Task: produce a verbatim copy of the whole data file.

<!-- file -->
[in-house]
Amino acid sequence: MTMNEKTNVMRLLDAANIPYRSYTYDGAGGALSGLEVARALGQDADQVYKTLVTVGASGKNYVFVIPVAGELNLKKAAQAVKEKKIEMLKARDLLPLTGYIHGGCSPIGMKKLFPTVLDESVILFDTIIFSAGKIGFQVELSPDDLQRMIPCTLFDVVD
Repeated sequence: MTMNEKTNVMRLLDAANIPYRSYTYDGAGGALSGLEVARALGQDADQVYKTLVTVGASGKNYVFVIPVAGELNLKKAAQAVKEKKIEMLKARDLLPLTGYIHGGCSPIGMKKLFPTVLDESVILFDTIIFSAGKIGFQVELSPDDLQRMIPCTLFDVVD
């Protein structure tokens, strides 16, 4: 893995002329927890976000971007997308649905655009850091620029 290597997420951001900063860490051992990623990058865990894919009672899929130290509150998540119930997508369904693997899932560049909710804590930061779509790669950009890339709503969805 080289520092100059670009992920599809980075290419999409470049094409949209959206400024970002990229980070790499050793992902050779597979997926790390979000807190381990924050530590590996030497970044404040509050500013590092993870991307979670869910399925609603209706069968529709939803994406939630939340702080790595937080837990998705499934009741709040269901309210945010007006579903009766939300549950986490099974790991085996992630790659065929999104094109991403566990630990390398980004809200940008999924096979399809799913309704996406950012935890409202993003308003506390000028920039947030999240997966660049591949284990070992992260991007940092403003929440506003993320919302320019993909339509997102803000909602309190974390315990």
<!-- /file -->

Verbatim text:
[in-house]
Amino acid sequence: MTMNEKTNVMRLLDAANIPYRSYTYDGAGGALSGLEVARALGQDADQVYKTLVTVGASGKNYVFVIPVAGELNLKKAAQAVKEKKIEMLKARDLLPLTGYIHGGCSPIGMKKLFPTVLDESVILFDTIIFSAGKIGFQVELSPDDLQRMIPCTLFDVVD
Repeated sequence: MTMNEKTNVMRLLDAANIPYRSYTYDGAGGALSGLEVARALGQDADQVYKTLVTVGASGKNYVFVIPVAGELNLKKAAQAVKEKKIEMLKARDLLPLTGYIHGGCSPIGMKKLFPTVLDESVILFDTIIFSAGKIGFQVELSPDDLQRMIPCTLFDVVD
């Protein structure tokens, strides 16, 4: 893995002329927890976000971007997308649905655009850091620029 290597997420951001900063860490051992990623990058865990894919009672899929130290509150998540119930997508369904693997899932560049909710804590930061779509790669950009890339709503969805 080289520092100059670009992920599809980075290419999409470049094409949209959206400024970002990229980070790499050793992902050779597979997926790390979000807190381990924050530590590996030497970044404040509050500013590092993870991307979670869910399925609603209706069968529709939803994406939630939340702080790595937080837990998705499934009741709040269901309210945010007006579903009766939300549950986490099974790991085996992630790659065929999104094109991403566990630990390398980004809200940008999924096979399809799913309704996406950012935890409202993003308003506390000028920039947030999240997966660049591949284990070992992260991007940092403003929440506003993320919302320019993909339509997102803000909602309190974390315990």